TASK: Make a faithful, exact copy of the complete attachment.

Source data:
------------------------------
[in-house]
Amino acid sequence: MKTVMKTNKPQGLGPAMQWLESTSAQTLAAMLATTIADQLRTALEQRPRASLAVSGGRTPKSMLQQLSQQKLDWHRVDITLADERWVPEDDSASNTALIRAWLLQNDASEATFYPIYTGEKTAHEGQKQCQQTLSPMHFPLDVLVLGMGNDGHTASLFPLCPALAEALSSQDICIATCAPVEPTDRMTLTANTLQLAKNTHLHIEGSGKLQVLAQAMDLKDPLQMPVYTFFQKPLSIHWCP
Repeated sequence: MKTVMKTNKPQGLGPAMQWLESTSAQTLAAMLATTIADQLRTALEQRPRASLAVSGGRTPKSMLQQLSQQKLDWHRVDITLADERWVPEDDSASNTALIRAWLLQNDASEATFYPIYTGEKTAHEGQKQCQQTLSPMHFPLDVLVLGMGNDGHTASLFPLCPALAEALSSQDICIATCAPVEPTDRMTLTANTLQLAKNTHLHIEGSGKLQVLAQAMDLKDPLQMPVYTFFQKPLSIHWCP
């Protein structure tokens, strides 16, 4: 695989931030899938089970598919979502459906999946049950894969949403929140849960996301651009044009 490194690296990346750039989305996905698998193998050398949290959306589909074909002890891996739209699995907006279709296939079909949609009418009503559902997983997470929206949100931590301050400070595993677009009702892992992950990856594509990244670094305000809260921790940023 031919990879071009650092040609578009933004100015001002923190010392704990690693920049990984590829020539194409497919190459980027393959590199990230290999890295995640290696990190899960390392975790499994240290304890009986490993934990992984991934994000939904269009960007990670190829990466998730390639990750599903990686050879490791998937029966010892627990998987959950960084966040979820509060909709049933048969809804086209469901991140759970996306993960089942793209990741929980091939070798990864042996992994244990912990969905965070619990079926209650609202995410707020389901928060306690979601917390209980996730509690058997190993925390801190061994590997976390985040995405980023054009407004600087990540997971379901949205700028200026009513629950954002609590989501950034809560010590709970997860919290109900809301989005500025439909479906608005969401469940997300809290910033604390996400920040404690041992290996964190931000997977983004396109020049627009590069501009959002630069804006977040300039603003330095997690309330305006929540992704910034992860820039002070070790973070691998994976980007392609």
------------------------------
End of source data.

[in-house]
Amino acid sequence: MKTVMKTNKPQGLGPAMQWLESTSAQTLAAMLATTIADQLRTALEQRPRASLAVSGGRTPKSMLQQLSQQKLDWHRVDITLADERWVPEDDSASNTALIRAWLLQNDASEATFYPIYTGEKTAHEGQKQCQQTLSPMHFPLDVLVLGMGNDGHTASLFPLCPALAEALSSQDICIATCAPVEPTDRMTLTANTLQLAKNTHLHIEGSGKLQVLAQAMDLKDPLQMPVYTFFQKPLSIHWCP
Repeated sequence: MKTVMKTNKPQGLGPAMQWLESTSAQTLAAMLATTIADQLRTALEQRPRASLAVSGGRTPKSMLQQLSQQKLDWHRVDITLADERWVPEDDSASNTALIRAWLLQNDASEATFYPIYTGEKTAHEGQKQCQQTLSPMHFPLDVLVLGMGNDGHTASLFPLCPALAEALSSQDICIATCAPVEPTDRMTLTANTLQLAKNTHLHIEGSGKLQVLAQAMDLKDPLQMPVYTFFQKPLSIHWCP
């Protein structure tokens, strides 16, 4: 695989931030899938089970598919979502459906999946049950894969949403929140849960996301651009044009 490194690296990346750039989305996905698998193998050398949290959306589909074909002890891996739209699995907006279709296939079909949609009418009503559902997983997470929206949100931590301050400070595993677009009702892992992950990856594509990244670094305000809260921790940023 031919990879071009650092040609578009933004100015001002923190010392704990690693920049990984590829020539194409497919190459980027393959590199990230290999890295995640290696990190899960390392975790499994240290304890009986490993934990992984991934994000939904269009960007990670190829990466998730390639990750599903990686050879490791998937029966010892627990998987959950960084966040979820509060909709049933048969809804086209469901991140759970996306993960089942793209990741929980091939070798990864042996992994244990912990969905965070619990079926209650609202995410707020389901928060306690979601917390209980996730509690058997190993925390801190061994590997976390985040995405980023054009407004600087990540997971379901949205700028200026009513629950954002609590989501950034809560010590709970997860919290109900809301989005500025439909479906608005969401469940997300809290910033604390996400920040404690041992290996964190931000997977983004396109020049627009590069501009959002630069804006977040300039603003330095997690309330305006929540992704910034992860820039002070070790973070691998994976980007392609």